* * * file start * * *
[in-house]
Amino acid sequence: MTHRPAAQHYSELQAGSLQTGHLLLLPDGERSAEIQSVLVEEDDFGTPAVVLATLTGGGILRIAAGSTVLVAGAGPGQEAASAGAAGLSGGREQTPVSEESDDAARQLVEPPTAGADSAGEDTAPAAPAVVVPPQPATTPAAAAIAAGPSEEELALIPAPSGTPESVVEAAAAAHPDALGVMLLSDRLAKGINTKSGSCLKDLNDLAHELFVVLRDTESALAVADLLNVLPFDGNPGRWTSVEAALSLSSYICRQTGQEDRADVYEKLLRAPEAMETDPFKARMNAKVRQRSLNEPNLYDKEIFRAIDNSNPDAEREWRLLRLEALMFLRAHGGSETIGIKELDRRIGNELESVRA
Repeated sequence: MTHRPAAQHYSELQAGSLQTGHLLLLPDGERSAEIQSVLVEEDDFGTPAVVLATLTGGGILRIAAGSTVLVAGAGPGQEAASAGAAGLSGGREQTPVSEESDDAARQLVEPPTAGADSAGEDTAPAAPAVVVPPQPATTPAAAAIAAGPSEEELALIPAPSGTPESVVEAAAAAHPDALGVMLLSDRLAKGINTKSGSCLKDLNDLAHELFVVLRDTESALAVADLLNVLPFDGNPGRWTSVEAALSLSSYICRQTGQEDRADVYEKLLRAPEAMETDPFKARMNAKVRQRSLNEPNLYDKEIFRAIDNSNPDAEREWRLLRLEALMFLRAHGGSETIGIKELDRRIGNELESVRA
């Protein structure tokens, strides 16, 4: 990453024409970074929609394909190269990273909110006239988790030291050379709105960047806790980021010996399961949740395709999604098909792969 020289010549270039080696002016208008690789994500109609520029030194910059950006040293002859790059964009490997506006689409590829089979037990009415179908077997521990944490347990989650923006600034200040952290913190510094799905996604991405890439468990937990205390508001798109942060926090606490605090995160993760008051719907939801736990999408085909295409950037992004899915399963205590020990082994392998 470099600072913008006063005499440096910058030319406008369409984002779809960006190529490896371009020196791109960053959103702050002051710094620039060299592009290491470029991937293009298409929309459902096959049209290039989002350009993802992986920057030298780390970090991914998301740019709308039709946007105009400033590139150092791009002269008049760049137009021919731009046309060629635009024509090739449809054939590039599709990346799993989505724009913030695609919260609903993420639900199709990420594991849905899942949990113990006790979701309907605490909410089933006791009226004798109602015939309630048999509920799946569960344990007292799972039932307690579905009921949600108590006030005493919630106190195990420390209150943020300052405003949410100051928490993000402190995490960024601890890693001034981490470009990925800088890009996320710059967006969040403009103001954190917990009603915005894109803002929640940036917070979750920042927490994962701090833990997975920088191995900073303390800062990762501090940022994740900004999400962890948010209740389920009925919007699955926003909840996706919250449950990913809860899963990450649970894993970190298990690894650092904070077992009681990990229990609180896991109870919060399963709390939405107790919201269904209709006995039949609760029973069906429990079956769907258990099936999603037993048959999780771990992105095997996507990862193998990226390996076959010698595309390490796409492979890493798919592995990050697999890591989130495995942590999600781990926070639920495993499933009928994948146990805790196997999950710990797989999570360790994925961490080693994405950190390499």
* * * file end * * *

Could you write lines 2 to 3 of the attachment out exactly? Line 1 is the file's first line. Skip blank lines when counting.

Amino acid sequence: MTHRPAAQHYSELQAGSLQTGHLLLLPDGERSAEIQSVLVEEDDFGTPAVVLATLTGGGILRIAAGSTVLVAGAGPGQEAASAGAAGLSGGREQTPVSEESDDAARQLVEPPTAGADSAGEDTAPAAPAVVVPPQPATTPAAAAIAAGPSEEELALIPAPSGTPESVVEAAAAAHPDALGVMLLSDRLAKGINTKSGSCLKDLNDLAHELFVVLRDTESALAVADLLNVLPFDGNPGRWTSVEAALSLSSYICRQTGQEDRADVYEKLLRAPEAMETDPFKARMNAKVRQRSLNEPNLYDKEIFRAIDNSNPDAEREWRLLRLEALMFLRAHGGSETIGIKELDRRIGNELESVRA
Repeated sequence: MTHRPAAQHYSELQAGSLQTGHLLLLPDGERSAEIQSVLVEEDDFGTPAVVLATLTGGGILRIAAGSTVLVAGAGPGQEAASAGAAGLSGGREQTPVSEESDDAARQLVEPPTAGADSAGEDTAPAAPAVVVPPQPATTPAAAAIAAGPSEEELALIPAPSGTPESVVEAAAAAHPDALGVMLLSDRLAKGINTKSGSCLKDLNDLAHELFVVLRDTESALAVADLLNVLPFDGNPGRWTSVEAALSLSSYICRQTGQEDRADVYEKLLRAPEAMETDPFKARMNAKVRQRSLNEPNLYDKEIFRAIDNSNPDAEREWRLLRLEALMFLRAHGGSETIGIKELDRRIGNELESVRA